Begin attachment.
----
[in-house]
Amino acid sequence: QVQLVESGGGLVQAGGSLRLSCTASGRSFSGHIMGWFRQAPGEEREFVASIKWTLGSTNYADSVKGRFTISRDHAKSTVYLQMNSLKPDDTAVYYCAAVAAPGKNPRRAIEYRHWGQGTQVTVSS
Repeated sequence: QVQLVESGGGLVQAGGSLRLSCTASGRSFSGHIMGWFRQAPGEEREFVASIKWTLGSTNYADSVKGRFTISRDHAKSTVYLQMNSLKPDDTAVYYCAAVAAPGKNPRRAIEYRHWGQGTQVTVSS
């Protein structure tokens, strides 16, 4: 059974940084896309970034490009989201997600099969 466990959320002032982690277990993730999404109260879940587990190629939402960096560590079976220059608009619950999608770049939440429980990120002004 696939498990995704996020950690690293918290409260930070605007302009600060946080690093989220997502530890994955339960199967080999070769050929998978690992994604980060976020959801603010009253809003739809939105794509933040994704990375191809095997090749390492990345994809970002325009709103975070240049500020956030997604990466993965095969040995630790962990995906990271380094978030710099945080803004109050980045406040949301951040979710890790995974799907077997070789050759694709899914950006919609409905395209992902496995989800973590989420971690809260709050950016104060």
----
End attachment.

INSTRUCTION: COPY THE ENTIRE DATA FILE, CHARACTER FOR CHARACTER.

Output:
[in-house]
Amino acid sequence: QVQLVESGGGLVQAGGSLRLSCTASGRSFSGHIMGWFRQAPGEEREFVASIKWTLGSTNYADSVKGRFTISRDHAKSTVYLQMNSLKPDDTAVYYCAAVAAPGKNPRRAIEYRHWGQGTQVTVSS
Repeated sequence: QVQLVESGGGLVQAGGSLRLSCTASGRSFSGHIMGWFRQAPGEEREFVASIKWTLGSTNYADSVKGRFTISRDHAKSTVYLQMNSLKPDDTAVYYCAAVAAPGKNPRRAIEYRHWGQGTQVTVSS
């Protein structure tokens, strides 16, 4: 059974940084896309970034490009989201997600099969 466990959320002032982690277990993730999404109260879940587990190629939402960096560590079976220059608009619950999608770049939440429980990120002004 696939498990995704996020950690690293918290409260930070605007302009600060946080690093989220997502530890994955339960199967080999070769050929998978690992994604980060976020959801603010009253809003739809939105794509933040994704990375191809095997090749390492990345994809970002325009709103975070240049500020956030997604990466993965095969040995630790962990995906990271380094978030710099945080803004109050980045406040949301951040979710890790995974799907077997070789050759694709899914950006919609409905395209992902496995989800973590989420971690809260709050950016104060």